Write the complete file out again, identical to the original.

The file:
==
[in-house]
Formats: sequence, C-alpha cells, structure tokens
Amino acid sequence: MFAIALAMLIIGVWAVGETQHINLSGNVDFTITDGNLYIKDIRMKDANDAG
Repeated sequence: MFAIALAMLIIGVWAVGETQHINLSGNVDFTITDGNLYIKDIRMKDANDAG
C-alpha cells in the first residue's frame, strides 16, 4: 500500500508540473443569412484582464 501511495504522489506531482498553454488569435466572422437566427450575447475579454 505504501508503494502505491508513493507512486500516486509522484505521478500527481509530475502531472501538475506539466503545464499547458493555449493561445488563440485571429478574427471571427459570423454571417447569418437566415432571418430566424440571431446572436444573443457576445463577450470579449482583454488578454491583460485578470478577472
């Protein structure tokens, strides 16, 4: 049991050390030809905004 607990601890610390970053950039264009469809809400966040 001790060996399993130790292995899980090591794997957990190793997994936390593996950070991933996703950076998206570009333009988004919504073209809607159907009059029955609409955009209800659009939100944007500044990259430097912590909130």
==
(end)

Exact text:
[in-house]
Formats: sequence, C-alpha cells, structure tokens
Amino acid sequence: MFAIALAMLIIGVWAVGETQHINLSGNVDFTITDGNLYIKDIRMKDANDAG
Repeated sequence: MFAIALAMLIIGVWAVGETQHINLSGNVDFTITDGNLYIKDIRMKDANDAG
C-alpha cells in the first residue's frame, strides 16, 4: 500500500508540473443569412484582464 501511495504522489506531482498553454488569435466572422437566427450575447475579454 505504501508503494502505491508513493507512486500516486509522484505521478500527481509530475502531472501538475506539466503545464499547458493555449493561445488563440485571429478574427471571427459570423454571417447569418437566415432571418430566424440571431446572436444573443457576445463577450470579449482583454488578454491583460485578470478577472
């Protein structure tokens, strides 16, 4: 049991050390030809905004 607990601890610390970053950039264009469809809400966040 001790060996399993130790292995899980090591794997957990190793997994936390593996950070991933996703950076998206570009333009988004919504073209809607159907009059029955609409955009209800659009939100944007500044990259430097912590909130």